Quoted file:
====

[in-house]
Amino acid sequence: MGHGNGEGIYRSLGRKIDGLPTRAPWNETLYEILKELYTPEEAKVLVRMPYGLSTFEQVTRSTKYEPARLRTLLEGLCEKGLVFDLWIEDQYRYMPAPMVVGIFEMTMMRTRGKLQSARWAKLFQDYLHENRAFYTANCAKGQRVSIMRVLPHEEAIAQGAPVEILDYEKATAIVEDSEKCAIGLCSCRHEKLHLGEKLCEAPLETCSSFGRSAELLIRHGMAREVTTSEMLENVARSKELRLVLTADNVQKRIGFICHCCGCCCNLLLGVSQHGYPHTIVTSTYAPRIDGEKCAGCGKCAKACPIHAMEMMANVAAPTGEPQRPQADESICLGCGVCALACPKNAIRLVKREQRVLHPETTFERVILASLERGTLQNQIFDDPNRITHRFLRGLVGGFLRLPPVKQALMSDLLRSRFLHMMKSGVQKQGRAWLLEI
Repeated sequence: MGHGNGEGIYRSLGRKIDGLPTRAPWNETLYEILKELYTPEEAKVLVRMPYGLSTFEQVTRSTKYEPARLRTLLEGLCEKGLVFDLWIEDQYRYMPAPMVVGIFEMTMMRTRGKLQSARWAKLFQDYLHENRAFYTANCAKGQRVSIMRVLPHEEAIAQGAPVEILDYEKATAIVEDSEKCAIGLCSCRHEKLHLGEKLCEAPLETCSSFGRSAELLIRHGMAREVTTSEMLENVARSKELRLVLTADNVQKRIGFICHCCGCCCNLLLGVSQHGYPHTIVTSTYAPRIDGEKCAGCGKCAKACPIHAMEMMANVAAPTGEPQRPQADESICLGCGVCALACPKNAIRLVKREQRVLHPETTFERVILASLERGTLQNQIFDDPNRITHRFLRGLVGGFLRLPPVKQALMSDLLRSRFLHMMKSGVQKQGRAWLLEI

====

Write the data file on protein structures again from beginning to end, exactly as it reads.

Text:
[in-house]
Amino acid sequence: MGHGNGEGIYRSLGRKIDGLPTRAPWNETLYEILKELYTPEEAKVLVRMPYGLSTFEQVTRSTKYEPARLRTLLEGLCEKGLVFDLWIEDQYRYMPAPMVVGIFEMTMMRTRGKLQSARWAKLFQDYLHENRAFYTANCAKGQRVSIMRVLPHEEAIAQGAPVEILDYEKATAIVEDSEKCAIGLCSCRHEKLHLGEKLCEAPLETCSSFGRSAELLIRHGMAREVTTSEMLENVARSKELRLVLTADNVQKRIGFICHCCGCCCNLLLGVSQHGYPHTIVTSTYAPRIDGEKCAGCGKCAKACPIHAMEMMANVAAPTGEPQRPQADESICLGCGVCALACPKNAIRLVKREQRVLHPETTFERVILASLERGTLQNQIFDDPNRITHRFLRGLVGGFLRLPPVKQALMSDLLRSRFLHMMKSGVQKQGRAWLLEI
Repeated sequence: MGHGNGEGIYRSLGRKIDGLPTRAPWNETLYEILKELYTPEEAKVLVRMPYGLSTFEQVTRSTKYEPARLRTLLEGLCEKGLVFDLWIEDQYRYMPAPMVVGIFEMTMMRTRGKLQSARWAKLFQDYLHENRAFYTANCAKGQRVSIMRVLPHEEAIAQGAPVEILDYEKATAIVEDSEKCAIGLCSCRHEKLHLGEKLCEAPLETCSSFGRSAELLIRHGMAREVTTSEMLENVARSKELRLVLTADNVQKRIGFICHCCGCCCNLLLGVSQHGYPHTIVTSTYAPRIDGEKCAGCGKCAKACPIHAMEMMANVAAPTGEPQRPQADESICLGCGVCALACPKNAIRLVKREQRVLHPETTFERVILASLERGTLQNQIFDDPNRITHRFLRGLVGGFLRLPPVKQALMSDLLRSRFLHMMKSGVQKQGRAWLLEI